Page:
Wednesday, 6 August 2008

The Tragedy Of Dick Walker

Reproduced here with kind permission is the story of Billy Walker by historian John Simkin. For further fascinating insights into the history of West Ham United you should check out the Spartacus Educational site...

The case of Dick Walker is one of the most distressing in West Ham's history. Charles Richard (Dick) Walker was born in Hackney on 22nd July 1913. The family moved to Dagenham when he was a child and after leaving school he played football for Becontree Athletic. In 1932 Walker was spotted by one of West Ham's scouts. After an extended trial he signed for the club in 1933. He made his debut as right-half against Burnley in August, 1934. He played two more games that season.

Walker made his debut as right-half against Burnley in August, 1934. It was not until the 1936-37 season that Walker replaced Jim Barrett at centre half and became a regular member of the West Ham United team. In the 1937-38 season Walker played in 32 of the 42 league games. The following season he played 43 league and cup games and some journalists thought that he was good enough to play for England.

Walker held his place in the team up until the outbreak of the Second World War. According to Tony Hogg, the author of Who's Who of West Ham United (2005): "Had it not been for the war it is highly probable that he would have been capped for England and also challenged Jimmy Ruffell's appearance record for Hammers."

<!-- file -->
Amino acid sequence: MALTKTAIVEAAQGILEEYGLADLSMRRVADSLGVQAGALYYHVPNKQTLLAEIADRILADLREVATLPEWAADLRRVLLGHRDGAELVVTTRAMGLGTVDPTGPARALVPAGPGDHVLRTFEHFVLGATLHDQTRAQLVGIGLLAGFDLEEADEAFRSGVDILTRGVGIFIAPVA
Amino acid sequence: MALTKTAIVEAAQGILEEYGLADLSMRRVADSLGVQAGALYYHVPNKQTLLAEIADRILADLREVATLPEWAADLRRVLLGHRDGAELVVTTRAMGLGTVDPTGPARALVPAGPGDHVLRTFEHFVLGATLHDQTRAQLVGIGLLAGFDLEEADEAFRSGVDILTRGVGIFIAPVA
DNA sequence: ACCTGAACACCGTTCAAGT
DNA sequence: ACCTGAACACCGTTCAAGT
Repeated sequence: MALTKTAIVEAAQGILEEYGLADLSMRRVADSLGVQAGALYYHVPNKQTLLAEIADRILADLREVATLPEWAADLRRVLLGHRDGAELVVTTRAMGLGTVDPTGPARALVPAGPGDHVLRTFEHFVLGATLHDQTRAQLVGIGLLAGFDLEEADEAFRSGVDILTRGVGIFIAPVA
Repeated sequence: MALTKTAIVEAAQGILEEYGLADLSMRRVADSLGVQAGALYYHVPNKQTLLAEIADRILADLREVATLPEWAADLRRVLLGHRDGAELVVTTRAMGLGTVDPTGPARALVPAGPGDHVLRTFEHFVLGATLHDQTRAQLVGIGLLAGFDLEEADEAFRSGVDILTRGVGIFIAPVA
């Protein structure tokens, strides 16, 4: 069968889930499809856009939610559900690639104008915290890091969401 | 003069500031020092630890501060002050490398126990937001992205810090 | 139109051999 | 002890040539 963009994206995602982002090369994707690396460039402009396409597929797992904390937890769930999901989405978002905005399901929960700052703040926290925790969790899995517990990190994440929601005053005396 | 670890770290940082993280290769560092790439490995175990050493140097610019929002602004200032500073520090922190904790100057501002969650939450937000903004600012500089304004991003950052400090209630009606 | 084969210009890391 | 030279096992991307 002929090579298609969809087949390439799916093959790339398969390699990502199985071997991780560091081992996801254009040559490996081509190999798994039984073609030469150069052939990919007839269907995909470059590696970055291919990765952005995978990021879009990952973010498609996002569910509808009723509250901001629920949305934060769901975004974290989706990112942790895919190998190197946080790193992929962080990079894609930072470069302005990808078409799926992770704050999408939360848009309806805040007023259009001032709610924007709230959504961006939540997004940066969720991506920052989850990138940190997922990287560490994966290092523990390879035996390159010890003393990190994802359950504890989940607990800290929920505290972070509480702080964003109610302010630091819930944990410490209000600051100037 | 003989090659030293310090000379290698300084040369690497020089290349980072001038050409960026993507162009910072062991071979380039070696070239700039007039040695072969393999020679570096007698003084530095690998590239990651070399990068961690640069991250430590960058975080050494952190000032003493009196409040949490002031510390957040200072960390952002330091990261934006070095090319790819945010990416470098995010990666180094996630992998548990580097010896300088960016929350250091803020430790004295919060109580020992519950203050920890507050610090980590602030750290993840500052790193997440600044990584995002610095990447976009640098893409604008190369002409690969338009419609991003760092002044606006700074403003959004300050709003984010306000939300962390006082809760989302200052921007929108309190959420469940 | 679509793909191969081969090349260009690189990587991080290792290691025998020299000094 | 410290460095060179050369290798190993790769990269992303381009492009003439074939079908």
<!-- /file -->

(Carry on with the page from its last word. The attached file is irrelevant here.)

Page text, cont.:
Most professional footballers were given the opportunity to become Physical Training instructors in the British Army. However, Walker decided to volunteer for active service. Promoted to the rank of sergeant he served with an infantry battalion who fought from El Alamein to Italy and was several times mentioned in dispatches. He also represented the Army at football while in the Middle East.

After the war he replaced Charlie Bicknell as captain of the club. Ken Brown lived in the same road in Dagenham as Walker: "He was a wonderful man. I lived in the same street as him. The kids would watch him walk the length of the road to where his mum lived and we would look out of the window and be amazed that this was Dick Walker!"

In August 1950 Ted Fenton took over from Charlie Paynter as manager of West Ham United. Walker clashed with Fenton. "I didn't like him and he didn't like me". Walker saw Fenton's actions as: "A matter of taking over from someone popular and wanting to show you're in charge."

Walker remained a regular member of the team until the 1951-52 season. Walker played his last game for the first-team against Plymouth Argyle on 18th February 1953. Over the next four years he continued to turn-out for the reserves and helped to coach the young players at the club. This was something he was very good at and during this period a number of young players reached the first-team.

Ken Brown has fond memories of Walker: "I was a bit of a skinny lad and Dick Walker thought I should put on weight otherwise, according to Dick, I should never last. Andy Malcolm had a car and Dick would take the two of us up to Soho every Friday night for a glass of stout and a big steak and kidney pie, full of meat and gravy." John Lyall also praised Walker's attitude towards the young players at the club. He would be given responsibility for those young players who Lyall described as "Dagenham-type lads".